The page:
What are medical x-rays?

X-rays are a form of electromagnetic radiation, similar to visible light. Unlike light, however, x-rays have higher energy and can pass through most objects, including the body. Medical x-rays are used to generate images of tissues and structures inside the body. If x-rays traveling through the body also pass through an x-ray detector on the other side of the patient, an image will be formed that represents the “shadows” formed by the objects inside of the body.

One type of x-ray detector is photographic film, but there are many other types of detectors that are used to produce digital images. The x-ray images that result from this process are called radiographs.

graphic explaining the electromagnetic spectrum, ranging from radio waves to gamma rays
The electromagnetic spectrum. X-rays have higher energy than visible light. Credit: iStock

How do medical x-rays work?

To create a radiograph, a patient is positioned so that the part of the body being imaged is located between an x-ray source and an x-ray detector. When the machine is turned on, x-rays travel through the body and are absorbed in different amounts by different tissues, depending on the radiological density of the tissues they pass through. Radiological density is determined by both the density and the atomic number (the number of protons in an atom’s nucleus) of the material being imaged. For example, our bones contain calcium, which has a higher atomic number than most other tissues. Because of this property, bones readily absorb x-rays and therefore produce high contrast on the x-ray detector. As a result, bony structures appear whiter than other tissues against the black background of a radiograph. Conversely, x-rays travel more easily through less radiologically dense tissues, such as fat, muscle, and air-filled cavities such as the lungs. These structures are displayed in shades of gray on a radiograph.

When are medical x-rays used?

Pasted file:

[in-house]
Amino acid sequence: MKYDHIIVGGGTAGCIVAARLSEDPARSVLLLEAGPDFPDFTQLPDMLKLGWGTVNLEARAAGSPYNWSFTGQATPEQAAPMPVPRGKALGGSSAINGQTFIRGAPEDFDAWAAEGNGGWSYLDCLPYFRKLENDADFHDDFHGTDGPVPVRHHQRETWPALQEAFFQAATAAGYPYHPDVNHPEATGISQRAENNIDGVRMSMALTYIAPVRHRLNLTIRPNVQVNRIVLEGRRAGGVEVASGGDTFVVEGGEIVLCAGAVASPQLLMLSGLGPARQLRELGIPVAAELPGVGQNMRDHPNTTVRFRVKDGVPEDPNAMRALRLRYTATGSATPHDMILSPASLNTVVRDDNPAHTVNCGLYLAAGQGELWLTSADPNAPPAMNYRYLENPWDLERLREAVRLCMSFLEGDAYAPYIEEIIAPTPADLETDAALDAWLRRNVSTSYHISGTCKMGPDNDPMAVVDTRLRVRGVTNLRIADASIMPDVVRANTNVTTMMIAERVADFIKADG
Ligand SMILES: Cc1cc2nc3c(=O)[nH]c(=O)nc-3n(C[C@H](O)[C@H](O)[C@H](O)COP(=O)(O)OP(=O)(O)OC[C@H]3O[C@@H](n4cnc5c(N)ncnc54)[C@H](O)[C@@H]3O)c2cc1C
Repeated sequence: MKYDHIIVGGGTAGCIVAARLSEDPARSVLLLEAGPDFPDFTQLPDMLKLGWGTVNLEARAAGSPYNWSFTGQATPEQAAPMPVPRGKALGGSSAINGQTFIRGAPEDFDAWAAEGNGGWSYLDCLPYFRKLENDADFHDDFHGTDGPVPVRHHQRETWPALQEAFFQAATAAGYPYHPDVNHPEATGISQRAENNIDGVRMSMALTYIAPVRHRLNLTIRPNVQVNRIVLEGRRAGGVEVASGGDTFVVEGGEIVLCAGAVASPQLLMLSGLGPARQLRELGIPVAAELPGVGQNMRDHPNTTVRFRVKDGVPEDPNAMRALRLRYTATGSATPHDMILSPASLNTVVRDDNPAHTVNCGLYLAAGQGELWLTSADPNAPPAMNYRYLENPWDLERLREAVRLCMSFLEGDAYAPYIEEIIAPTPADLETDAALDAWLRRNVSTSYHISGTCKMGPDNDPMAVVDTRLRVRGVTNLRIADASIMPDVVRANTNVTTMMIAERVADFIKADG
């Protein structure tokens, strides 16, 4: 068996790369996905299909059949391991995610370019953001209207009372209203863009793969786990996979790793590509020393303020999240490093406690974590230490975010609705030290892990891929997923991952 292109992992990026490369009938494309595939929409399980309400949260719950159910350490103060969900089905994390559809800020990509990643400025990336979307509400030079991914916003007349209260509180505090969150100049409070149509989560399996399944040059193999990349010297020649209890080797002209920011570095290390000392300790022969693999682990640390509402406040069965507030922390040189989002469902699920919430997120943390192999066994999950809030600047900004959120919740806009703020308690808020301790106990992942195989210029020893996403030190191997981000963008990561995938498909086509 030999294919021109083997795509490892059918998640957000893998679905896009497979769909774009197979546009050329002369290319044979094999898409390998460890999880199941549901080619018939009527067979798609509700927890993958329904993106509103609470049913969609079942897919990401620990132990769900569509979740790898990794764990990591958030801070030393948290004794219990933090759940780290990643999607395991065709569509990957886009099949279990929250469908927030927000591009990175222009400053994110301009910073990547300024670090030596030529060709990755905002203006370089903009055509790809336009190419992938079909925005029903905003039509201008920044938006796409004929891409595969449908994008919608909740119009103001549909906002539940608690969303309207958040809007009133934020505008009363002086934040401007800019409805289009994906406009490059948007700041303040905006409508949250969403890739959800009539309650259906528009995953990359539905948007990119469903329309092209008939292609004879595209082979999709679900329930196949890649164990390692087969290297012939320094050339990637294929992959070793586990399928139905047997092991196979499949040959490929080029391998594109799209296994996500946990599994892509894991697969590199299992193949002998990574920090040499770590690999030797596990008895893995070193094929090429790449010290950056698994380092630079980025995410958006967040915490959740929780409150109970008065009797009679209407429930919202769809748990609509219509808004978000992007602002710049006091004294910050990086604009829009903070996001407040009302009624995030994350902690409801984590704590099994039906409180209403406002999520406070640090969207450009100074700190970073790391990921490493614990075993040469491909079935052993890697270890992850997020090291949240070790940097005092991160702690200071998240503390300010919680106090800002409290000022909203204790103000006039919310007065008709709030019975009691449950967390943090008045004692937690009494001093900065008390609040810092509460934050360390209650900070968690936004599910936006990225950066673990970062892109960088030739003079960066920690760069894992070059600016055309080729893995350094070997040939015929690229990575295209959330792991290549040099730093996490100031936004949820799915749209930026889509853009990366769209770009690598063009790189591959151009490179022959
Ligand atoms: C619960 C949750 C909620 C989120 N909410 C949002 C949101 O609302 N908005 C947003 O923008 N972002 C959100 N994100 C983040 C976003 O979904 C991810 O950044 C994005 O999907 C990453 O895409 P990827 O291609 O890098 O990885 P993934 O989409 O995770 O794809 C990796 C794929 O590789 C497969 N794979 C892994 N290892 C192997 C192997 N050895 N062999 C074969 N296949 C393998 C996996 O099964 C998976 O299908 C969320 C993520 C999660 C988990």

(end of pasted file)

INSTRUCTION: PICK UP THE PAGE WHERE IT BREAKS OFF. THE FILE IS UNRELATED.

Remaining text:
Listed below are examples of examinations and procedures that use x-ray technology to either diagnose or treat disease:


X-ray radiography: Detects bone fractures, certain tumors and other abnormal masses, pneumonia, some types of injuries, calcifications, foreign objects, or dental problems.

An x-ray system
An X-ray system. Credit: iStock

Mammography: A radiograph of the breast that is used for cancer detection and diagnosis. Tumors tend to appear as regular or irregular-shaped masses that are somewhat brighter than the background on the radiograph (i.e., whiter on a black background or blacker on a white background). Mammograms can also detect tiny bits of calcium, called microcalcifications, which show up as very bright specks on a mammogram. While usually benign, specific patterns of microcalcifications could indicate the presence of cancer. Learn more about mammography here.

Computed tomography (CT): Combines traditional x-ray technology with computer processing to generate a series of cross-sectional images of the body that can later be combined to form a three-dimensional x-ray image. CT images are more detailed than plain radiographs and give doctors the ability to view structures within the body from many different angles. Learn more about CT here.

Fluoroscopy: Uses x-rays and a fluorescent screen to obtain real-time images of movement within the body or to view diagnostic processes, such as following the path of an injected or swallowed contrast agent. For example, fluoroscopy is used to view the movement of the beating heart, and, with the aid of radiographic contrast agents, to view blood flow to the heart muscle as well as through blood vessels and organs. This technology is also used with a radiographic contrast agent to guide an internally threaded catheter during cardiac angioplasty, which is a minimally invasive procedure for opening clogged arteries that supply blood to the heart.


Radiation therapy in cancer treatment: X-rays and other types of high-energy radiation can be used to destroy cancerous tumors and cells by damaging their DNA. The radiation dose used for treating cancer is much higher than the radiation dose used for diagnostic imaging. Therapeutic radiation can come from a machine outside of the body or from a radioactive material that is placed in the body, inside or near tumor cells, or injected into the blood stream. Learn more about radiation treatment for cancer therapy here.